// we have to put the hashtables into a list if there are more than one of the same node
        // example: <test></test> -> ht["test"] = Hashtable
        // but: <test></test><test></test> -> ht["test"] = List<hashtable>
        if (ht.ContainsKey(name))
        {
            // list exists, add to it
            if (ht[name] is List<hashtable>)
            {
                List<hashtable> list = (List<hashtable>)ht[name];
                list.Add((Hashtable)value);
                ht[name] = list;
            }
            // list doesn't exist, so create it
            else if (ht[name] is Hashtable)
            {
                List<hashtable> list = new List<hashtable>();
                Hashtable htTmp = (Hashtable)ht[name];
                list.Add(htTmp);
                list.Add((Hashtable)value);
                ht[name] = list;
            }
        }
        else ht.Add(name, value);
    }
    return ht; // and return it
}

And there you have it, one of my favourite methods. I hope it helps you as much as it helps me, it is my preferred method of reading Xml files. Maybe one day I will write a Hashtable to XML writer. One day.

Get Average using SQL

By Adam K Dean on

More SQL again today, to say I'm not a fan, I'm doing a lot of it lately.

Todays snippet is quite cool, I was inspired by this post: http://www.dreamincode.net/forums/topic/190437-floating-point-division/

Basically, you return the average by counting up the price of every item in a table, then divide it by the number of rows in said table. All in SQL.

SELECT (SELECT SUM(Price) FROM t_Items) /
    (SELECT COUNT(*) FROM t_Items)
        AS Expr1

Enjoy!

Indexers - make your classes act like arrays

By Adam K Dean on

Indexers are great, I've only really started using them consciously today, but they're a great discovery I'll be sure to incorporate into more of my code from now on.

As you can see here, we have a class, but we access a value as if it was an array, or a Hashtable. Just think of how you could use this!

VarClass vc = new VarClass();
vc["key"] = "value";
Console.WriteLine(vc["key"].ToString());

The code is really simple too, it's simply like a property with an input, here we just put a layer on top of a Hashtable, you can of course add something more useful, but this shows you how it works:

class VarClass
{
    private Hashtable ht = new Hashtable();

    public object this[object key]
    {
        get
        {
            return ht[key];
        }
        set
        {
            ht[key] = value;
        }
    }
}  

As you can see, you take the object they put within the square brackets as a parameter, and you make a property but as the name you put the keyword this, referring to the actual class object.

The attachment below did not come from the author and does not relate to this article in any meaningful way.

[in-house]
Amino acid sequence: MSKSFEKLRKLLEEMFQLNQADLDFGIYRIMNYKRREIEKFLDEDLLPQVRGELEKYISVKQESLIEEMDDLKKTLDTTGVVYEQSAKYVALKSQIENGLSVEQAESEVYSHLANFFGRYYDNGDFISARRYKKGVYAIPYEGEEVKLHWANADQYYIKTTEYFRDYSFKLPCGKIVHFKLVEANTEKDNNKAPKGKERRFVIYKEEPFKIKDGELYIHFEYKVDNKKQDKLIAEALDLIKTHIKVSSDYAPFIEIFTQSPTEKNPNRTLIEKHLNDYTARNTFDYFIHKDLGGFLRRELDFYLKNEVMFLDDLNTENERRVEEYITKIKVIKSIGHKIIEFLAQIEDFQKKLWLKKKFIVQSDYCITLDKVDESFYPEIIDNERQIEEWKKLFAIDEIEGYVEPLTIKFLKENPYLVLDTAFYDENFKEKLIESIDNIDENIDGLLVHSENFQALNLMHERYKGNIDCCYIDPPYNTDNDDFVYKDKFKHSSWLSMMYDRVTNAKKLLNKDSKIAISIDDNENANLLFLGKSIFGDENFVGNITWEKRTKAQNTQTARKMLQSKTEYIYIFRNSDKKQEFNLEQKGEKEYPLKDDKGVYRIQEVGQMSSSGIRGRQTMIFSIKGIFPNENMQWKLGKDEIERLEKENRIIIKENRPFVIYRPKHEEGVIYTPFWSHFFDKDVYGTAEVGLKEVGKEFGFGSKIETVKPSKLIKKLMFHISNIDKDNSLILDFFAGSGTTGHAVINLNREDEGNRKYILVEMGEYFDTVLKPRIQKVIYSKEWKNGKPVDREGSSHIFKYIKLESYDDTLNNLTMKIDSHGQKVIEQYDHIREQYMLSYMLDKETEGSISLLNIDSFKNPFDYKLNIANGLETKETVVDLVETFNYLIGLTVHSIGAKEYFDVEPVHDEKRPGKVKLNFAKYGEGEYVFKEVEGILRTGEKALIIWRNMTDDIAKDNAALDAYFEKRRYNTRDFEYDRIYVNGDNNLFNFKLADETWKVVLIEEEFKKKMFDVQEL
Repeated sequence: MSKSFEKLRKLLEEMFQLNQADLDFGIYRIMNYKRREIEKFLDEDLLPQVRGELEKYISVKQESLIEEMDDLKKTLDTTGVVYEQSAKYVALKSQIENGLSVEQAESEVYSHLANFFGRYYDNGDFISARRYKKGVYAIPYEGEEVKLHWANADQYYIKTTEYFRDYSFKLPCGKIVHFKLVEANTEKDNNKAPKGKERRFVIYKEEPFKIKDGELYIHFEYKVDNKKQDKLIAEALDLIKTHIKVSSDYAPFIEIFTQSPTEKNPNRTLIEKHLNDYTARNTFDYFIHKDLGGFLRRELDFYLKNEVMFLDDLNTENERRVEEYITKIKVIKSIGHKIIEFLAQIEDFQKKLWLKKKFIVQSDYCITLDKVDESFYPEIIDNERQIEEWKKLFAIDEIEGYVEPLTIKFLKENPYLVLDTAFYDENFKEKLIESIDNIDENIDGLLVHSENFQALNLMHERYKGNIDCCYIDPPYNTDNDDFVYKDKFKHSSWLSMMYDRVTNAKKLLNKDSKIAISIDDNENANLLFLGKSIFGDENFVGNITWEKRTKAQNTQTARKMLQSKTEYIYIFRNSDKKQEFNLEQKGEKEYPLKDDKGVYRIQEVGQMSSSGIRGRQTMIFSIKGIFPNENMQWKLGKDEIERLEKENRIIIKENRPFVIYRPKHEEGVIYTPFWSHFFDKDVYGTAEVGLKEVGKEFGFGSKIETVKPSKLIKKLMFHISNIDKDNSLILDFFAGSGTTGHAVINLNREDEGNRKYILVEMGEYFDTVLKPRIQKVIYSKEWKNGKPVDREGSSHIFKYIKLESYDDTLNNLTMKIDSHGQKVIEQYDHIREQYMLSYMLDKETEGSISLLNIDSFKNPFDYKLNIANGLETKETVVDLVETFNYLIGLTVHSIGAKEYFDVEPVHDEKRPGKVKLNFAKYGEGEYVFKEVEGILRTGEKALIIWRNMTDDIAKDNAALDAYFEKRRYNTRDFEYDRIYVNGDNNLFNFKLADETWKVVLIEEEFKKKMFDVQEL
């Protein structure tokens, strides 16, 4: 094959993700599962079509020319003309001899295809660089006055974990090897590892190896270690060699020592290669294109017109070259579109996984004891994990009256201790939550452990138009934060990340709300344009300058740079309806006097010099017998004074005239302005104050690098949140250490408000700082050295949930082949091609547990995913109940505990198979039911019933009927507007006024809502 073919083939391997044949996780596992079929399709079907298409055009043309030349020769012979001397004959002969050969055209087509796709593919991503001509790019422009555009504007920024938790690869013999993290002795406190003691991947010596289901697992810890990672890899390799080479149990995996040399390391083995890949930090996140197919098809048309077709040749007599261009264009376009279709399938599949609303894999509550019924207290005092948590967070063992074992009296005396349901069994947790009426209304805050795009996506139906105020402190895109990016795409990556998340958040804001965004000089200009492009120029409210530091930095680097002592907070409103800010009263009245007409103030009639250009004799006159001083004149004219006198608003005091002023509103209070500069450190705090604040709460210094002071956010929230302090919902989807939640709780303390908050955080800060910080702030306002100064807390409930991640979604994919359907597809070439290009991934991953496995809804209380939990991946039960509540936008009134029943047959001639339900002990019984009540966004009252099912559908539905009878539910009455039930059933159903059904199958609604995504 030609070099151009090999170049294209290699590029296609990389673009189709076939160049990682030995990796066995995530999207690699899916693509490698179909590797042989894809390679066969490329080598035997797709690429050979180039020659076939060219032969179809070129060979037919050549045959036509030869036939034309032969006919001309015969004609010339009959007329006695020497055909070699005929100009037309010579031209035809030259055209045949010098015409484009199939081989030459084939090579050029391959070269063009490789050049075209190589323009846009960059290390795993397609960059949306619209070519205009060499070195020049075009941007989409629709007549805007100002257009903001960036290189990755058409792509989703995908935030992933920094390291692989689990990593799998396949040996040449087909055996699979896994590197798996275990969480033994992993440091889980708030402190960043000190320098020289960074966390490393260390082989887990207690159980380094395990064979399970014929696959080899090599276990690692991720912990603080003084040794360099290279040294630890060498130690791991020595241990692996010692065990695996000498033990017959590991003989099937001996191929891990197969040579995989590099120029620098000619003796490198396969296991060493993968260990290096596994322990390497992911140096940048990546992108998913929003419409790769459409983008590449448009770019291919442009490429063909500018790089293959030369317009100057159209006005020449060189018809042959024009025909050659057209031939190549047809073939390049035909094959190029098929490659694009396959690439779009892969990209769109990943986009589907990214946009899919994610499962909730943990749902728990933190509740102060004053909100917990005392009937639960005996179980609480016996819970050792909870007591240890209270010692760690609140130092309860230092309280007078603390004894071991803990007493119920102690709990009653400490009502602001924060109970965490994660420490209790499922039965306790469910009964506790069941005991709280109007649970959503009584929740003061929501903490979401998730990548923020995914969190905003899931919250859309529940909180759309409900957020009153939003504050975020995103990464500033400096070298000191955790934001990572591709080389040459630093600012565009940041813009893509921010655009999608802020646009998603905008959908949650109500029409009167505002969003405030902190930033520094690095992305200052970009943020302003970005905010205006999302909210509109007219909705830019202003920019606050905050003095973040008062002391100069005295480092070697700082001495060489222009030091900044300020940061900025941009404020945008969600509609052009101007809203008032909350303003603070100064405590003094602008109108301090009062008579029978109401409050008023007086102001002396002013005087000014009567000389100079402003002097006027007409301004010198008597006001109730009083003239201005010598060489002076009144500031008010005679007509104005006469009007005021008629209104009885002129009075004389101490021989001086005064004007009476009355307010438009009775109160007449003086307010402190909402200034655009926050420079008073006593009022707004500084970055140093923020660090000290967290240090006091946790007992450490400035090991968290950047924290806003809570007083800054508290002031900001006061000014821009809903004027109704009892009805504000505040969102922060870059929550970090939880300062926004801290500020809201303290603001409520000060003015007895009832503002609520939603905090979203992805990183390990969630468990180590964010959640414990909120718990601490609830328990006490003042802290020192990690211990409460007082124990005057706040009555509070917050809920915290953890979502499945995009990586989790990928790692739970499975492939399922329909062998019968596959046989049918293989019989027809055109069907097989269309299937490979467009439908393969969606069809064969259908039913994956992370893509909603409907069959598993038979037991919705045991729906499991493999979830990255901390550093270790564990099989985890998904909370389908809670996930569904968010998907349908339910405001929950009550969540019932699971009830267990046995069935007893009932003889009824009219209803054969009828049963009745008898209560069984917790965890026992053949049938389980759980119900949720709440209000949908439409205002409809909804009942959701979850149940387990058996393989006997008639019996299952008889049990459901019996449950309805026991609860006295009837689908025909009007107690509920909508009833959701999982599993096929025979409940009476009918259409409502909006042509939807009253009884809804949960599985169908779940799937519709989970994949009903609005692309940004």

I just think it's so simply, yet so awesome..

I actually came across this whilst writing a simple Hashtable clone for someone over at Dream.In.Code. For the sake of your dying curiosity I will post the awesome class here:

class HashtableEx
{
    private List<object> keys = new List<object>();
    private List<object> values = new List<object>();

    public object this[object key]
    {
        get
        {
            int index = keys.IndexOf(key);
            if (index == -1) return null;
            else return values[index];
        }
        set
        {
            if (keys.Contains(key))
            {
                int index = keys.IndexOf(key);
                values[index] = value;
            }
            else
            {
                keys.Add(key);
                values.Add(value);
            }
        }
    }

    public object Get(object key)
    {
        int index = keys.IndexOf(key);
        return values[index];
    }

    public void Add(object key, object value)
    {
        keys.Add(key);
        values.Add(value);
    }

    public void Remove(object key)
    {
        int index = keys.IndexOf(key);
        keys.RemoveAt(index);
        values.RemoveAt(index);
    }

    public void Clear()
    {
        keys = new List<object>();
        values = new List<object>();
    }
}

Use it like so:

static void Main()
{
    HashtableEx ht = new HashtableEx();

    ht["hello"] = "world";

    Console.WriteLine("Value of \"hello\": {0}", ht["hello"]);
    Console.WriteLine("Type of \"hello\": {0}", ht["hello"].GetType());

    Console.ReadKey();
}

Which gives you the output:

Value of "hello": world
Type of "hello": System.String